CEO Irene Rosenfeld will address the World Business Forum in New York on Oct. 7 and tell executives how she led Kraft FoodsKFT through "transitional change" when it became a giant company in its own right after its 2007 spinoff from Altria Group. Rosenfeld, 56, offered USA TODAY's corporate management reporter Del Jones a preview. Following are excerpts, edited for clarity and space.
Q: You want Kraft to get even bigger by acquiring Cadbury for $16.7 billion. How does that fit into your strategy for change?
A: It's a logical next step in our transformation toward a high-growth, higher-margin company ... to create a global powerhouse in snacks, confectionary and quick meals. Kraft would become a $50 billion company with the scale, scope and the resources to grow faster.
Q: This follows Kraft's spinoff from Altria, when you tried to lead Kraft as a start-up. How is that possible with a Fortune100 company that has ambitions to be much bigger?
A: We redefined the higher purpose of the company and the core values. A higher purpose was "making today delicious." Everything employees do, from product quality to social responsibility to marketing, is about what they can do to make today delicious. That's been a powerful rallying cry.
Q: Sounds like sloganeering. Is that more than a good jingle?
A: Of our seven values, the one that has had the most profound impact is the one that encourages all employees to act like owners. Everyone understands what it means to own a business. You spend money like it is your own, you make sure you're getting a return on your investment, you treat people like you would like to be treated. Of all the changes we've made, that's the one I've gotten the most feedback on.
Q: You have six rules for the road in leading change. No. 1 is "getting the right people on the bus." Is that the most important rule?
A: With proper credit to (Good to Great author) Jim Collins, the first step in most turnarounds is making sure you have the right leadership in place. As a result of our rewire strategy, more than half of our leadership is new to their role at Kraft over the last two or three years.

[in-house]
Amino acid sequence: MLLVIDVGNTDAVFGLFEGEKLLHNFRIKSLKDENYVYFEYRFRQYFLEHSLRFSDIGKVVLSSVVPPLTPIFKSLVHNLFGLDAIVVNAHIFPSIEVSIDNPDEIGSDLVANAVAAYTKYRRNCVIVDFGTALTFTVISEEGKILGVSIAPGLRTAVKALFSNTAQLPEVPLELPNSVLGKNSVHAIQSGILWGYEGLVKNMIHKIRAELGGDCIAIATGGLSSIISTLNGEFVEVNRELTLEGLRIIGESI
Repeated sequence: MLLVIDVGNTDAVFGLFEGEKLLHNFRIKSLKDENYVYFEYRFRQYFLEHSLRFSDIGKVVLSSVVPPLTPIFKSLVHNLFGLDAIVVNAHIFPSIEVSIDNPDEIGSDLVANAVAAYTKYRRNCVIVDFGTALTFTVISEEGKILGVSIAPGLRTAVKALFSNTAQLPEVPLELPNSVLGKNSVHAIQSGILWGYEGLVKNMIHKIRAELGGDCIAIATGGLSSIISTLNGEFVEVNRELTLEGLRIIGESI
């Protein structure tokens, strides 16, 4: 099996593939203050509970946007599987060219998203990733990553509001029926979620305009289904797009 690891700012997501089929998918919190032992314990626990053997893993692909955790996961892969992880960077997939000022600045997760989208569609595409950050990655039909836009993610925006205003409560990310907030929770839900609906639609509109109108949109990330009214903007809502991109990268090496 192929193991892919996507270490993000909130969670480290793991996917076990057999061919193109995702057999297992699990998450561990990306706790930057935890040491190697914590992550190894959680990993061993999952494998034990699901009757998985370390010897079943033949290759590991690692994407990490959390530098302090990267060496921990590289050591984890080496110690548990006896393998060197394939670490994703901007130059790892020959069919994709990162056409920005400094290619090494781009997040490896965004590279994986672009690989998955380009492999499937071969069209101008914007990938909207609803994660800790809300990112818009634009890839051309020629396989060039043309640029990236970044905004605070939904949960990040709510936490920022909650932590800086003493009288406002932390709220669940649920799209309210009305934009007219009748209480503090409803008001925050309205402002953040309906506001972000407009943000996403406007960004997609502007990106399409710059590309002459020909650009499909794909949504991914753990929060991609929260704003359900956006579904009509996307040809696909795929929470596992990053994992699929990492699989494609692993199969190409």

Q: Sounds like getting the right people on the bus means throwing many others off the bus.
A: We didn't make all these changes simultaneously. It was over the course of two to three years. When you seek to transform, there are some who like the new direction and are prepared to follow and others who can't. A number of people retired. Not all were active employees who were thrown from the bus. We used this opportunity to make changes, either with new blood from outside the company, or we promoted people.
Q: What qualities did you look for in new people?
A: A passion to win and a sense of urgency about getting it done.
Q: Large companies are deep in bureaucracy. Did that get in the way of operating like a start-up?
A: Definitely, but when we asked people to act like owners, they understood that an owner does not sit in a meeting going through 100 pages of documents. We stressed "keep it simple," and that resonated with our employees.
Q: What behaviors do you personally try to model at Kraft?
A: Values such as we inspire trust, we act like owners, we keep it simple, we're inclusive. I've challenged both myself and my management team to live these values and behave in accordance. We can't expect our employees to do it if we don't do it ourselves.
Q: Where have you fallen short in trying to model behavior?
A: We'll go and do something, and someone will say, "That's not simple." I appreciate the fact that we call each other on this stuff. Creating an open environment with candor and telling it like it is is essential to our ability to transform the culture and to become more nimble.
Q: You recommend focusing on growth in a recession. People don't quit eating in a recession. They still go to the grocery store, so you enjoy a luxury most companies don't.
A: It's not an either/or. We cut our costs to provide the funding to invest and drive growth. Cost cutting should be a means to an end, and that end is growth. It's been an energizing concept, and it has helped employees be much more engaged in cost cutting than they may have been. It's a little hard to get up every morning and just say, "Cut those costs." You need to feel like your work has a higher purpose.
Q: You recommend leading from the heart and the head. What body part wins when the head leads one way and the heart tugs another?
A: At the end of the day, it's about balance. Neither extreme is the right answer. When we issued financial results, I sent a note to the organization congratulating them on their performance and reminding them that we still have some work to do. They don't feel like we're not grateful for the hard work, but at the same time we made it clear that we have more work to do.